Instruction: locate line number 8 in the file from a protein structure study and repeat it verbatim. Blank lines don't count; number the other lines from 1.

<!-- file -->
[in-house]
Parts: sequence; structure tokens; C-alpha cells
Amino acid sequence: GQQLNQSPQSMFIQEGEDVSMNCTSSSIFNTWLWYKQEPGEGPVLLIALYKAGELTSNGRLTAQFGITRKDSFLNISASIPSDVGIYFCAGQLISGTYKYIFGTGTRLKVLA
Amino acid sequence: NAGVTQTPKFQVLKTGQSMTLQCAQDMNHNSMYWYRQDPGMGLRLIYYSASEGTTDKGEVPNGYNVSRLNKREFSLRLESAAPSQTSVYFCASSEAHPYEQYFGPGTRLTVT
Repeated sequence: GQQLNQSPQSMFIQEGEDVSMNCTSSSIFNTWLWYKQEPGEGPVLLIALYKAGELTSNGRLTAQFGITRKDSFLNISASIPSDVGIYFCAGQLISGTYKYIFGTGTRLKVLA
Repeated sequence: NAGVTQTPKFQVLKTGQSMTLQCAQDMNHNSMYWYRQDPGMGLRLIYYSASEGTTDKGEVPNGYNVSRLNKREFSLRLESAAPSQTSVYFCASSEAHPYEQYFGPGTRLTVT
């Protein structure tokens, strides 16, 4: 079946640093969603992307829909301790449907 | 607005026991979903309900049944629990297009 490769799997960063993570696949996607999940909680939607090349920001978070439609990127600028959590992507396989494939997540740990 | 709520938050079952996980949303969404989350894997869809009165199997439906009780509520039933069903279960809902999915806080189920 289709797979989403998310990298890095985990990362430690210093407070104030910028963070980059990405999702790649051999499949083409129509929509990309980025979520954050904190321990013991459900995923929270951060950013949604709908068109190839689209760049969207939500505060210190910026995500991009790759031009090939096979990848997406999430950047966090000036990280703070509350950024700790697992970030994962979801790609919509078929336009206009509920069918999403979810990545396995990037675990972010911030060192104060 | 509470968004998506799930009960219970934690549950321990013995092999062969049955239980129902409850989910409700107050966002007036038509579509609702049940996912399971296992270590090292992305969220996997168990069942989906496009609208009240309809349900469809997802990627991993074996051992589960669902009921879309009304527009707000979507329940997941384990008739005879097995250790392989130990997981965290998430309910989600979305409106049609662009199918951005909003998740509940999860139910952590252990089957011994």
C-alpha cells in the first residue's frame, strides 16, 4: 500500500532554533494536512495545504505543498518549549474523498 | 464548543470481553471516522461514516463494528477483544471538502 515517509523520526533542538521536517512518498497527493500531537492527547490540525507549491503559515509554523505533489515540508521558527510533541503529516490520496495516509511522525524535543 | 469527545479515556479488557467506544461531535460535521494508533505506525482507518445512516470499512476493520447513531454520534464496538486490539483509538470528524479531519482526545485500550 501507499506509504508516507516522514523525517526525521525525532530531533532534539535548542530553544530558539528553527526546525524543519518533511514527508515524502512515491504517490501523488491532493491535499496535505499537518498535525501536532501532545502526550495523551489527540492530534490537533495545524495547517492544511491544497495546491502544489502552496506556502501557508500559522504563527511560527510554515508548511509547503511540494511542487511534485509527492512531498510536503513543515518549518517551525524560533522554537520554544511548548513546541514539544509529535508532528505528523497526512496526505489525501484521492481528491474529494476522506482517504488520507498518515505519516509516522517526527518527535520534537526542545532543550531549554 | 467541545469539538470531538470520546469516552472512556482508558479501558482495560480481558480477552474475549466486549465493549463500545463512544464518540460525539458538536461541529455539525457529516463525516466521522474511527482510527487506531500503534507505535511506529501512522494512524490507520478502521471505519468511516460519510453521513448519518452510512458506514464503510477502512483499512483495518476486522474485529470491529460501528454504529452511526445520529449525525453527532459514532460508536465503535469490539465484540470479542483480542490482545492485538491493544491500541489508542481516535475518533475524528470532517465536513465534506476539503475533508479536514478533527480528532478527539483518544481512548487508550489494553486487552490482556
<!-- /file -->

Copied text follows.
C-alpha cells in the first residue's frame, strides 16, 4: 500500500532554533494536512495545504505543498518549549474523498 | 464548543470481553471516522461514516463494528477483544471538502 515517509523520526533542538521536517512518498497527493500531537492527547490540525507549491503559515509554523505533489515540508521558527510533541503529516490520496495516509511522525524535543 | 469527545479515556479488557467506544461531535460535521494508533505506525482507518445512516470499512476493520447513531454520534464496538486490539483509538470528524479531519482526545485500550 501507499506509504508516507516522514523525517526525521525525532530531533532534539535548542530553544530558539528553527526546525524543519518533511514527508515524502512515491504517490501523488491532493491535499496535505499537518498535525501536532501532545502526550495523551489527540492530534490537533495545524495547517492544511491544497495546491502544489502552496506556502501557508500559522504563527511560527510554515508548511509547503511540494511542487511534485509527492512531498510536503513543515518549518517551525524560533522554537520554544511548548513546541514539544509529535508532528505528523497526512496526505489525501484521492481528491474529494476522506482517504488520507498518515505519516509516522517526527518527535520534537526542545532543550531549554 | 467541545469539538470531538470520546469516552472512556482508558479501558482495560480481558480477552474475549466486549465493549463500545463512544464518540460525539458538536461541529455539525457529516463525516466521522474511527482510527487506531500503534507505535511506529501512522494512524490507520478502521471505519468511516460519510453521513448519518452510512458506514464503510477502512483499512483495518476486522474485529470491529460501528454504529452511526445520529449525525453527532459514532460508536465503535469490539465484540470479542483480542490482545492485538491493544491500541489508542481516535475518533475524528470532517465536513465534506476539503475533508479536514478533527480528532478527539483518544481512548487508550489494553486487552490482556